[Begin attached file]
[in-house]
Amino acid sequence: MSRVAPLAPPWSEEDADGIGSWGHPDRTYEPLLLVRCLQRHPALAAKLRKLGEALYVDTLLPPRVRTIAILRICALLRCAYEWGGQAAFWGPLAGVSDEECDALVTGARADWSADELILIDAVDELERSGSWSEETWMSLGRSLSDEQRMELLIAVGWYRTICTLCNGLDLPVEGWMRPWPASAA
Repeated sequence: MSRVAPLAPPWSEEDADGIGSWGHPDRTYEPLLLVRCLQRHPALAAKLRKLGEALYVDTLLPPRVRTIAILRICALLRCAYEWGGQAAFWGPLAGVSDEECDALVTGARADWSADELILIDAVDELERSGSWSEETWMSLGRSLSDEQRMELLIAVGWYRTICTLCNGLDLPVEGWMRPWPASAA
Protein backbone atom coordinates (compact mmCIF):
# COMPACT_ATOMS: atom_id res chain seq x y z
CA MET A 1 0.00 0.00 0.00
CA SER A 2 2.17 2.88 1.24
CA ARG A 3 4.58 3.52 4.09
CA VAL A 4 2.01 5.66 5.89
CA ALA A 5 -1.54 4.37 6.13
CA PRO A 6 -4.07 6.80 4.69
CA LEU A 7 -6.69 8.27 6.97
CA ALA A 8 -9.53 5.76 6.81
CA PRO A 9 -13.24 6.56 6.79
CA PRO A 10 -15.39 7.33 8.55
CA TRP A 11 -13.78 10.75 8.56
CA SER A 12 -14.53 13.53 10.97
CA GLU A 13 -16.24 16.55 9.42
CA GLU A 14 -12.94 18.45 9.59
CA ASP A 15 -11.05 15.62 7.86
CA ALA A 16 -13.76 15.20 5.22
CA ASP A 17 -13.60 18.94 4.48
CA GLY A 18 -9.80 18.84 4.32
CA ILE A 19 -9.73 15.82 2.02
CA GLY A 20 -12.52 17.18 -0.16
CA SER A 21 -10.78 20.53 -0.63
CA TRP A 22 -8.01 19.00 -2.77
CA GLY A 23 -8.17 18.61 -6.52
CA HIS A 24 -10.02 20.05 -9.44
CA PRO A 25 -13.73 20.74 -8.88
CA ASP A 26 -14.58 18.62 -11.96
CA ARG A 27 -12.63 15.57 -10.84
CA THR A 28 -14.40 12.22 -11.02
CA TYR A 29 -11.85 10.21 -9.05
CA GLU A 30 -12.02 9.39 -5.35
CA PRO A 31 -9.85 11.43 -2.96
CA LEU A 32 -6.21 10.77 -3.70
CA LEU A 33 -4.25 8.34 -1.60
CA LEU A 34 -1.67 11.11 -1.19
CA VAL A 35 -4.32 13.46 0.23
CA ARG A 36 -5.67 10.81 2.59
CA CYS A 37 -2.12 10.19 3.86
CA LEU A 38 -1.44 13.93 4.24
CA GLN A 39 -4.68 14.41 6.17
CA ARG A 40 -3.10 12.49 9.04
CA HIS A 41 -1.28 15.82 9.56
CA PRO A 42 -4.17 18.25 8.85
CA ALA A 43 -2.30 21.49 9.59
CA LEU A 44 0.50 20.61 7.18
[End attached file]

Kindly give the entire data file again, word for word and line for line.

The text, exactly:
[in-house]
Amino acid sequence: MSRVAPLAPPWSEEDADGIGSWGHPDRTYEPLLLVRCLQRHPALAAKLRKLGEALYVDTLLPPRVRTIAILRICALLRCAYEWGGQAAFWGPLAGVSDEECDALVTGARADWSADELILIDAVDELERSGSWSEETWMSLGRSLSDEQRMELLIAVGWYRTICTLCNGLDLPVEGWMRPWPASAA
Repeated sequence: MSRVAPLAPPWSEEDADGIGSWGHPDRTYEPLLLVRCLQRHPALAAKLRKLGEALYVDTLLPPRVRTIAILRICALLRCAYEWGGQAAFWGPLAGVSDEECDALVTGARADWSADELILIDAVDELERSGSWSEETWMSLGRSLSDEQRMELLIAVGWYRTICTLCNGLDLPVEGWMRPWPASAA
Protein backbone atom coordinates (compact mmCIF):
# COMPACT_ATOMS: atom_id res chain seq x y z
CA MET A 1 0.00 0.00 0.00
CA SER A 2 2.17 2.88 1.24
CA ARG A 3 4.58 3.52 4.09
CA VAL A 4 2.01 5.66 5.89
CA ALA A 5 -1.54 4.37 6.13
CA PRO A 6 -4.07 6.80 4.69
CA LEU A 7 -6.69 8.27 6.97
CA ALA A 8 -9.53 5.76 6.81
CA PRO A 9 -13.24 6.56 6.79
CA PRO A 10 -15.39 7.33 8.55
CA TRP A 11 -13.78 10.75 8.56
CA SER A 12 -14.53 13.53 10.97
CA GLU A 13 -16.24 16.55 9.42
CA GLU A 14 -12.94 18.45 9.59
CA ASP A 15 -11.05 15.62 7.86
CA ALA A 16 -13.76 15.20 5.22
CA ASP A 17 -13.60 18.94 4.48
CA GLY A 18 -9.80 18.84 4.32
CA ILE A 19 -9.73 15.82 2.02
CA GLY A 20 -12.52 17.18 -0.16
CA SER A 21 -10.78 20.53 -0.63
CA TRP A 22 -8.01 19.00 -2.77
CA GLY A 23 -8.17 18.61 -6.52
CA HIS A 24 -10.02 20.05 -9.44
CA PRO A 25 -13.73 20.74 -8.88
CA ASP A 26 -14.58 18.62 -11.96
CA ARG A 27 -12.63 15.57 -10.84
CA THR A 28 -14.40 12.22 -11.02
CA TYR A 29 -11.85 10.21 -9.05
CA GLU A 30 -12.02 9.39 -5.35
CA PRO A 31 -9.85 11.43 -2.96
CA LEU A 32 -6.21 10.77 -3.70
CA LEU A 33 -4.25 8.34 -1.60
CA LEU A 34 -1.67 11.11 -1.19
CA VAL A 35 -4.32 13.46 0.23
CA ARG A 36 -5.67 10.81 2.59
CA CYS A 37 -2.12 10.19 3.86
CA LEU A 38 -1.44 13.93 4.24
CA GLN A 39 -4.68 14.41 6.17
CA ARG A 40 -3.10 12.49 9.04
CA HIS A 41 -1.28 15.82 9.56
CA PRO A 42 -4.17 18.25 8.85
CA ALA A 43 -2.30 21.49 9.59
CA LEU A 44 0.50 20.61 7.18